Marian Salzman on consumer fatigue and the rise of the daddy blogger

The trendspotter who predicted the rise of transparent food production in 1995, takes a stab at big brand and media trends in the coming year and beyond.

It’s a bright and sunny morning Tuesday at the Toronto Gardiner Museum. A Wii station is set up to entertain the press, while eggs in a hollandaise sauce and freshly squeezed orange juice is being served. The focus is on health and wellness at the launch of Winnepeg-based The Winning Combination’s Vitamints, and to fete the event, the company brought in renowned trendspotter Marian Salzman, CEO, Havas PR in North America, to chat up the audience about the product, and what she sees as the biggest trends in 2013 and beyond.

Connecticut-based Salzman successfully predicted the food-transparency craze in 1995, saw the influence of bloggers in 2004 and coined the term “metrosexual.”

For 2013, she predicts the rise of Africa as a dominant player on the economic scene, a boost in fascination with Native (or Aboriginal) culture as people turn to nature in an increasingly digital world, and the threat (of crime and terrorism) to big cities of 15 million people or more.

For the marketing and media world Salzman has some more pointed predictions.

In media, while people will continue to consume content, “the question will be what screen it will be on,” she says. The type of media that draws the eye will continue to be more provocative and interesting, and people will stop distinguishing between traditional media (such as news organization or network TV) and branded media (such as Red Bull’s media house).

In the world of traditional news media, she says the business model is likely to change. The success of news organizations (and media in general) will depend on its ability to integrate commerce into the content. Journalists will be paid based on the performance of their news article, and brands will likely begin to integrate into content, directly paying for the journalist based on news hits, virality and product sales.

This will similarly hit agencies, which will be measured on performance of the product they sell, rather than on a per-hour basis.

She also predicts that brands will need to contend with increased consumer austerity, which will lead to a more collaborative environment. For example, she says people won’t necessarily want to buy more clothing, rather they’ll take advantage of swapping and sharing websites to shop other people’s closets. The success of car-sharing and couch-surfing programs speaks to the likelihood of this taking off.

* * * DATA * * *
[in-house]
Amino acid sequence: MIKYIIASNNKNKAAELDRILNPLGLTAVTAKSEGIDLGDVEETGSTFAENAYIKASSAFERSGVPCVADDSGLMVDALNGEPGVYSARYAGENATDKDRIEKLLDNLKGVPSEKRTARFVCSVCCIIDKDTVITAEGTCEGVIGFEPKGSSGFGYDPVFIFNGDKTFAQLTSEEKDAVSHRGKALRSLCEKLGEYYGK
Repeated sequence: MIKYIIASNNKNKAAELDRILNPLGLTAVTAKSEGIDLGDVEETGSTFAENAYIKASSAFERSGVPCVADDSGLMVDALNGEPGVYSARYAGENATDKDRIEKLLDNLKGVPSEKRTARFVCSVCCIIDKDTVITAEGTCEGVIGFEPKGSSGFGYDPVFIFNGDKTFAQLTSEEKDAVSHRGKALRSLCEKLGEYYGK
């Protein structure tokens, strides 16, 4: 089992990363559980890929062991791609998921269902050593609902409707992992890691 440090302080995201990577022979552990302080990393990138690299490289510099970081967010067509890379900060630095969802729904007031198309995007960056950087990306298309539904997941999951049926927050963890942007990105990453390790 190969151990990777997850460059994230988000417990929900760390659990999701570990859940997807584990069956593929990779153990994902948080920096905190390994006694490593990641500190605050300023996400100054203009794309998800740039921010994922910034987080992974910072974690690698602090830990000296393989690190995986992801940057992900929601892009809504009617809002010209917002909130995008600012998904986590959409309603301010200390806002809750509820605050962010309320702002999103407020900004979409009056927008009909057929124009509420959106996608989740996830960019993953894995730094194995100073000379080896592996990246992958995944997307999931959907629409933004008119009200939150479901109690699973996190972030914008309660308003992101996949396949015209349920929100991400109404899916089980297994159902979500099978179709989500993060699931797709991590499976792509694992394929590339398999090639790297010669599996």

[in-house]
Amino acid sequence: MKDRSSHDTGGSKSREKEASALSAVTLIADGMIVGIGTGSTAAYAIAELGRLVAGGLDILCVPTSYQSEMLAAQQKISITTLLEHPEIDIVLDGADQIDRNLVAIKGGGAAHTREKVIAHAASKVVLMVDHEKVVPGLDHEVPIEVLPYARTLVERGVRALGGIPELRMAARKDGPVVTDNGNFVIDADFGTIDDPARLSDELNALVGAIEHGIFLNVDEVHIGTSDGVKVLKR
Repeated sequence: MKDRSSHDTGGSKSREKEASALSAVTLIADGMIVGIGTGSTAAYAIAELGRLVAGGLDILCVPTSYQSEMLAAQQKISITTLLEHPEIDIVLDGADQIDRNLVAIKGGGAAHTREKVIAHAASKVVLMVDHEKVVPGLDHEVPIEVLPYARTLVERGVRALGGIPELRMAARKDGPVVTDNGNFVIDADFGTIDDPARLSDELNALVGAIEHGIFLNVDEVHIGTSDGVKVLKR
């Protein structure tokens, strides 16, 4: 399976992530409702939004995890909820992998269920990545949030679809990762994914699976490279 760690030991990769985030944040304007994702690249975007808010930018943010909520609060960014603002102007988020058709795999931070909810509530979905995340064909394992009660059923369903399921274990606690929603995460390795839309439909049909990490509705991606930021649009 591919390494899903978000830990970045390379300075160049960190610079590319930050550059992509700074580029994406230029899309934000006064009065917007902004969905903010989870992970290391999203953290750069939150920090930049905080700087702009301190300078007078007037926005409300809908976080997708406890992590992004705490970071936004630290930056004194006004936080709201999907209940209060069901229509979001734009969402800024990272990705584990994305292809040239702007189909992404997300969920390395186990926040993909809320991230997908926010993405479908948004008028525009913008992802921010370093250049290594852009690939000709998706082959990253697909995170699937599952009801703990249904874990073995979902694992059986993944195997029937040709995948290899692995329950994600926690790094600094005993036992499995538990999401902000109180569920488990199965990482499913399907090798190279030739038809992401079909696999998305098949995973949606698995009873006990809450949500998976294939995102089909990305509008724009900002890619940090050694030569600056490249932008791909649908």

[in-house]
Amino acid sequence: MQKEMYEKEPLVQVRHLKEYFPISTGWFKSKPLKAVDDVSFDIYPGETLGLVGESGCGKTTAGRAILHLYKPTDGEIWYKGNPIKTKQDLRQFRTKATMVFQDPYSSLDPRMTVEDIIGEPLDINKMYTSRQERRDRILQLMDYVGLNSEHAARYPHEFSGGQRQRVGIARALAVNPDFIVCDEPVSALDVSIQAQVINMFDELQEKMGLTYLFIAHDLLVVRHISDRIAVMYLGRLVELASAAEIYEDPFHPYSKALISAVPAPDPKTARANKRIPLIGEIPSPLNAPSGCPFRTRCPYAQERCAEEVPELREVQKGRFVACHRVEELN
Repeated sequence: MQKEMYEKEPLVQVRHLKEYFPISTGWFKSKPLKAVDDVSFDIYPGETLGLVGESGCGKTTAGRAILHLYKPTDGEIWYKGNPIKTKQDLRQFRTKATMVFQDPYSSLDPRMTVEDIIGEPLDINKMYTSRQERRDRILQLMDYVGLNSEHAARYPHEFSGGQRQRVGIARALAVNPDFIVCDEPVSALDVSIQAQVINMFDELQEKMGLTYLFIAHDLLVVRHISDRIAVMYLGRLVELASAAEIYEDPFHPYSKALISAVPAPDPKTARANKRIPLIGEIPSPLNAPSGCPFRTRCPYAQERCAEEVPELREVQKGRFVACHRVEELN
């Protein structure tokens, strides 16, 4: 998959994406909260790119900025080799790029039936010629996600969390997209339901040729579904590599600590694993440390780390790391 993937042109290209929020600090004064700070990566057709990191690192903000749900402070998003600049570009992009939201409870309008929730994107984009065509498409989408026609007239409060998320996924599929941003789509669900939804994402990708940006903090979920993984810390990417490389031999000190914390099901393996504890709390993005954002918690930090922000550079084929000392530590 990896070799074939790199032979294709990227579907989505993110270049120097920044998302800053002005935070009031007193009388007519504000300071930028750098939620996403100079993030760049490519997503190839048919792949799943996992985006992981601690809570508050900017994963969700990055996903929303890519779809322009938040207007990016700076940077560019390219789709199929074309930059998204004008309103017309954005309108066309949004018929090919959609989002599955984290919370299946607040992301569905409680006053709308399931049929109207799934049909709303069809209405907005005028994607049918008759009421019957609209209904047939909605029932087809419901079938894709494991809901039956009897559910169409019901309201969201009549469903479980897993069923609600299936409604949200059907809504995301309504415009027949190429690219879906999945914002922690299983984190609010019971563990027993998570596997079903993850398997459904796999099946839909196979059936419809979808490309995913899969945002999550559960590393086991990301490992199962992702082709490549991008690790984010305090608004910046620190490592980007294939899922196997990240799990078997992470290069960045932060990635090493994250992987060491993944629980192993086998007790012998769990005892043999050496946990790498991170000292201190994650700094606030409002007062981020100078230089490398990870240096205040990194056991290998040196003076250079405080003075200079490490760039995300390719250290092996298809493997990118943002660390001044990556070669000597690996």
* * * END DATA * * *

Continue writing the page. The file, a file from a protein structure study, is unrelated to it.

She also points to a trend of dads as the new moms, which marketers have been slowly adopting. Following the recession, which she says disproportionately affected men, companies would do well to target the stay-at-home-dad, who will assume responsibility of the child rearing, chores and finances. She also says that daddy bloggers will soon challenge mommy bloggers for viewership and relevancy, and offers a big opportunity for brands looking to connect with families.

For the upcoming Millennial generation (people between 16 and 29), they live by the “you only live once” (YOLO) creed and don’t want to live like their parents (though she makes a point of saying many will continue to live with their parents). This will be a generation of smart, “bookish” people who want to change the world, but take a more laid back approach to life. The turned-on, tuned-in generation will be able to join, or indeed spark, movement from the comfort of their own home, so traditional do-good activities (like planting trees in the rainforest or building schools in impoverished nations) will not appeal to them as much. They are an indulgent bunch and see their entire life ahead of them, so they aren’t in a rush to get to the traditional life stages previous generations were.

Finally, Salzman says consumers are “fatigued,” both chronically from life and work, but also suffer from information and decision overload. With so much choice in the world, people are tired of discerning what is the best option. She points to Baskin Robbins as a prime example. Despite having 46 flavours, consumers consistently ranks vanilla as the favourite, because she says when people are presented with too much choice, they inevitably choose the option they already know.

Videography by Jennifer Horn